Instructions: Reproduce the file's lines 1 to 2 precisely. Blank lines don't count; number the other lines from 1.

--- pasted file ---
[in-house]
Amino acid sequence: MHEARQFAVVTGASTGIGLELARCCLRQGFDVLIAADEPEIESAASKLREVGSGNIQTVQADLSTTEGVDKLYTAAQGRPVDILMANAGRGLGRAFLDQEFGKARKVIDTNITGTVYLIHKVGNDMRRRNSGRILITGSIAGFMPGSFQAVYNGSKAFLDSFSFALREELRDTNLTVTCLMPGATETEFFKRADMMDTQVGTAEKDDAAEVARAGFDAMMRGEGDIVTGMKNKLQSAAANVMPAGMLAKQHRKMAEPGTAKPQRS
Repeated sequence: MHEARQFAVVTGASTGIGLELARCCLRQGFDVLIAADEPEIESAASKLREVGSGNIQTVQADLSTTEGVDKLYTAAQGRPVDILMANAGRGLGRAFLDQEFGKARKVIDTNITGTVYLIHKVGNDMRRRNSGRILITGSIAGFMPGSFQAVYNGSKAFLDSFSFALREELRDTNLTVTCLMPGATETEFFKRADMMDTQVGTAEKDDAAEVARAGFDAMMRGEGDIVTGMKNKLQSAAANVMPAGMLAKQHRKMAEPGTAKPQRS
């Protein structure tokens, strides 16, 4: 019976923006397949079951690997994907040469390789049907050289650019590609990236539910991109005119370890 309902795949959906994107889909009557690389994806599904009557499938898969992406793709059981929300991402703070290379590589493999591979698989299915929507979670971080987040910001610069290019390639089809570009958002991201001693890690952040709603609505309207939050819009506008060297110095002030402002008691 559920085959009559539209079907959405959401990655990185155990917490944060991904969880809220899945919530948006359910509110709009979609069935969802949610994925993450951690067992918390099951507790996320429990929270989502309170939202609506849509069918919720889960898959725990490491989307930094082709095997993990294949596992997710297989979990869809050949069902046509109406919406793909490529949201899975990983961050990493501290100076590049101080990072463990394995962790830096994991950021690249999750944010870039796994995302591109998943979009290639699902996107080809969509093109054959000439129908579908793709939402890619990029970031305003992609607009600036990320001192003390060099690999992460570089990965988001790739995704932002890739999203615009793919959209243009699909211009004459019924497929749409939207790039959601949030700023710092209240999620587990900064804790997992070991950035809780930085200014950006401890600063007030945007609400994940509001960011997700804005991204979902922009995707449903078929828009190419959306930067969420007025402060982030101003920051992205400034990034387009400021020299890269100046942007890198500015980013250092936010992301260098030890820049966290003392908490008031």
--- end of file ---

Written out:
[in-house]
Amino acid sequence: MHEARQFAVVTGASTGIGLELARCCLRQGFDVLIAADEPEIESAASKLREVGSGNIQTVQADLSTTEGVDKLYTAAQGRPVDILMANAGRGLGRAFLDQEFGKARKVIDTNITGTVYLIHKVGNDMRRRNSGRILITGSIAGFMPGSFQAVYNGSKAFLDSFSFALREELRDTNLTVTCLMPGATETEFFKRADMMDTQVGTAEKDDAAEVARAGFDAMMRGEGDIVTGMKNKLQSAAANVMPAGMLAKQHRKMAEPGTAKPQRS